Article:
As I began to think about how I would respond to the prompt, I was reminded of my interview with the Director of Technology at my school district. One of the things we discussed was his goals for the technology program and it's sustainability. The first thing he said that you need to do is create the infrastructure. Then you need to test it. The testing takes about a year to do, because you need to push the network to its maximum capacity before you roll out devices to the students. Once you are confident that the network can handle the load, you start to work with teachers on changing their pedagogical approach to daily activities (E. Kwok, personal communication, June 15, 2015). Here is where you have to pay attention to the collective bargaining agreement. One aspect of the collective bargaining agreement is Mandatory Consulting on matters pertaining to Educational Objectives and selection of textbooks (Kemer & Sansom, 2013). I wonder if this pertains to the transition from print textbooks to digital ones?
Another aspect of collective bargaining that can have an effect on the success and sustainability of a program is the mandatory negotiation of hours (Kemer & Sansom, 2013). In order to transition to a one to one program teachers need to be trained on a new pedagogy, as well as some basic troubleshooting of the machines. This will take time and dedication from the teachers. If they are to be required to put in extra time, it needs to be included in the collective bargaining agreement. There are a myriad of professional development options, my school district has a learn on your own policy. Teachers are given a list of options to choose from at the beginning of the year and they pick what they want. This is reflected within the collective bargaining agreement.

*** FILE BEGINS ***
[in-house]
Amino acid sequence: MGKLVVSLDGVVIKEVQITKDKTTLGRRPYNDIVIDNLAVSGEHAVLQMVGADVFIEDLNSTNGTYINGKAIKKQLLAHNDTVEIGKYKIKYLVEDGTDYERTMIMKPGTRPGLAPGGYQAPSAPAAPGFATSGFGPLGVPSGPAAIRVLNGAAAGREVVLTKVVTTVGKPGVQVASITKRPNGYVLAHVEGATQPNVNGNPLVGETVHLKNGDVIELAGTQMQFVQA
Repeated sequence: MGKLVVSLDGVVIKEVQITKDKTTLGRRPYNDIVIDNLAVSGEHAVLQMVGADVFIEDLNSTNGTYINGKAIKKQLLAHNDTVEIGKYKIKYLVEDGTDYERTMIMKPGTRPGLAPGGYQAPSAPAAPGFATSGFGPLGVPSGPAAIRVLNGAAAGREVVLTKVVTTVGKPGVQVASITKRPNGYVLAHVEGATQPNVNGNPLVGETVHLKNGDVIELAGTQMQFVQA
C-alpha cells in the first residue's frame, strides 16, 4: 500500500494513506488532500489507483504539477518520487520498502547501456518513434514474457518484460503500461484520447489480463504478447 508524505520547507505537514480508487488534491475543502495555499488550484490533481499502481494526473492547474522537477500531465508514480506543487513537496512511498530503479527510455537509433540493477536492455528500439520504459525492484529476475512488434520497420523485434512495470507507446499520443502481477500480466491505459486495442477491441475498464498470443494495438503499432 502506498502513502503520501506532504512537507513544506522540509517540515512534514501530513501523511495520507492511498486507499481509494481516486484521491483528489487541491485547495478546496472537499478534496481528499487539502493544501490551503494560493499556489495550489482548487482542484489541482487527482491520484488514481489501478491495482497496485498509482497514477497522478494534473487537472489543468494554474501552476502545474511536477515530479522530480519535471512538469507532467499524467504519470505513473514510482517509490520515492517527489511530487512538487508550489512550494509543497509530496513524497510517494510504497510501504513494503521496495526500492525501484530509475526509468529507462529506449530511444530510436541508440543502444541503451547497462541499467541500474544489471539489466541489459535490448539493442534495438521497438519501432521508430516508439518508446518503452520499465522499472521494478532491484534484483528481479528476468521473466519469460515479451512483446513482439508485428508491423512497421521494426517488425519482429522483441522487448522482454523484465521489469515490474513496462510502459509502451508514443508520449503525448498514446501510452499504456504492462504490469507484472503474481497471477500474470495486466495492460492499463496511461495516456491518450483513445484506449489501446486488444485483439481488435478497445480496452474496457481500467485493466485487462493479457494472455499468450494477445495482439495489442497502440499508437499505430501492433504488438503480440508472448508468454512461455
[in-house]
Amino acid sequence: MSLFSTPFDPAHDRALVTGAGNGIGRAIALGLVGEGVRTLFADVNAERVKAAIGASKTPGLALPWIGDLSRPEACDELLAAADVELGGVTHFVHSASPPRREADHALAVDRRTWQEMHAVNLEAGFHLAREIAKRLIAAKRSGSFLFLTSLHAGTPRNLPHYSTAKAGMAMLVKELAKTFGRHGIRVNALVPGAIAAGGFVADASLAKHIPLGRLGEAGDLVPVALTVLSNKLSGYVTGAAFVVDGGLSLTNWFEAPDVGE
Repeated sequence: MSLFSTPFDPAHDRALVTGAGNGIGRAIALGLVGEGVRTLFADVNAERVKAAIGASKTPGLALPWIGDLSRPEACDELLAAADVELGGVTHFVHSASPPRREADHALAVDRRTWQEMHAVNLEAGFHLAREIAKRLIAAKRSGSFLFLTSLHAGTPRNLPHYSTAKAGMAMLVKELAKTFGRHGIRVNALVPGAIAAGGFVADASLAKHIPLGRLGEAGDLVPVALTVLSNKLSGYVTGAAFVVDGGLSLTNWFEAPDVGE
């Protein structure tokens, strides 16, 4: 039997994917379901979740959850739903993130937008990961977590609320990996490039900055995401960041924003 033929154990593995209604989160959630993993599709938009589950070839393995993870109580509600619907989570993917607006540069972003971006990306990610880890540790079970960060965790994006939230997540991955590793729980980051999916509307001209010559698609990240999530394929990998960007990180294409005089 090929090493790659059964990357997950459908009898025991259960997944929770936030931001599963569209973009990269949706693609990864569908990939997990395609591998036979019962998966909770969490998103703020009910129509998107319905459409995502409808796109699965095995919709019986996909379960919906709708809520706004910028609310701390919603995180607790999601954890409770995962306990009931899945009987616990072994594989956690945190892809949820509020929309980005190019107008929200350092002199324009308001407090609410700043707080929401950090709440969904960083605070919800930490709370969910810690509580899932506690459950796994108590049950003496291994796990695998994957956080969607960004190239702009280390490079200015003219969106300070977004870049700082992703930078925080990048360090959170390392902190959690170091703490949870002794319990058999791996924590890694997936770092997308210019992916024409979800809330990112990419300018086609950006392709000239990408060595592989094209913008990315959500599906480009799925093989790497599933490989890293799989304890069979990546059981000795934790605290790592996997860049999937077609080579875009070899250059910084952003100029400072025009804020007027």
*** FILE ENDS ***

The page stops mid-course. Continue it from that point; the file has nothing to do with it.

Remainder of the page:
In my second interview we discussed the necessity of a graduated professional development geared towards a unified front (not the best word, but it works) for utilizing technology within the classrooms (S. Ahl, personal communication, June 19, 2015). What we, as technology leaders, need to be sure of, is that all teachers have access to quality professional development. From the High Fliers, to those who would rather get stuck in the mud than embrace technology, our students need teachers to have at least a basic understanding of how to create learning environments that are driven by curriculum and powered by technology (M Webb, personal communication, June 16, 2014).